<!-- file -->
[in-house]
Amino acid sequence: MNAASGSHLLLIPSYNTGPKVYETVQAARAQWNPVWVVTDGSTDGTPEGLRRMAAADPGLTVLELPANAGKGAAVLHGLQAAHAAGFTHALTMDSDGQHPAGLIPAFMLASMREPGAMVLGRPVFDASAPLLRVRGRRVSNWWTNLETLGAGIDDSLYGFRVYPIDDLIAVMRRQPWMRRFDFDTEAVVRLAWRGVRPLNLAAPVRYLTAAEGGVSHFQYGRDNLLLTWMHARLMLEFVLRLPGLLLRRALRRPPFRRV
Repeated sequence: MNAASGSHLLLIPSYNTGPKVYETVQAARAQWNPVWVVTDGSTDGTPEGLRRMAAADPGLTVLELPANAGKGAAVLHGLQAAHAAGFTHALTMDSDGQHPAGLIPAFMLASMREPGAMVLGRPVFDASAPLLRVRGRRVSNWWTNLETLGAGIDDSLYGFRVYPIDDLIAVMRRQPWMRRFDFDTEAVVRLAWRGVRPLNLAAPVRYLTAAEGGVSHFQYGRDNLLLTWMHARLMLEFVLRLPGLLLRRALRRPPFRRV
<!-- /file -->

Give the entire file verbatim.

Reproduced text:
[in-house]
Amino acid sequence: MNAASGSHLLLIPSYNTGPKVYETVQAARAQWNPVWVVTDGSTDGTPEGLRRMAAADPGLTVLELPANAGKGAAVLHGLQAAHAAGFTHALTMDSDGQHPAGLIPAFMLASMREPGAMVLGRPVFDASAPLLRVRGRRVSNWWTNLETLGAGIDDSLYGFRVYPIDDLIAVMRRQPWMRRFDFDTEAVVRLAWRGVRPLNLAAPVRYLTAAEGGVSHFQYGRDNLLLTWMHARLMLEFVLRLPGLLLRRALRRPPFRRV
Repeated sequence: MNAASGSHLLLIPSYNTGPKVYETVQAARAQWNPVWVVTDGSTDGTPEGLRRMAAADPGLTVLELPANAGKGAAVLHGLQAAHAAGFTHALTMDSDGQHPAGLIPAFMLASMREPGAMVLGRPVFDASAPLLRVRGRRVSNWWTNLETLGAGIDDSLYGFRVYPIDDLIAVMRRQPWMRRFDFDTEAVVRLAWRGVRPLNLAAPVRYLTAAEGGVSHFQYGRDNLLLTWMHARLMLEFVLRLPGLLLRRALRRPPFRRV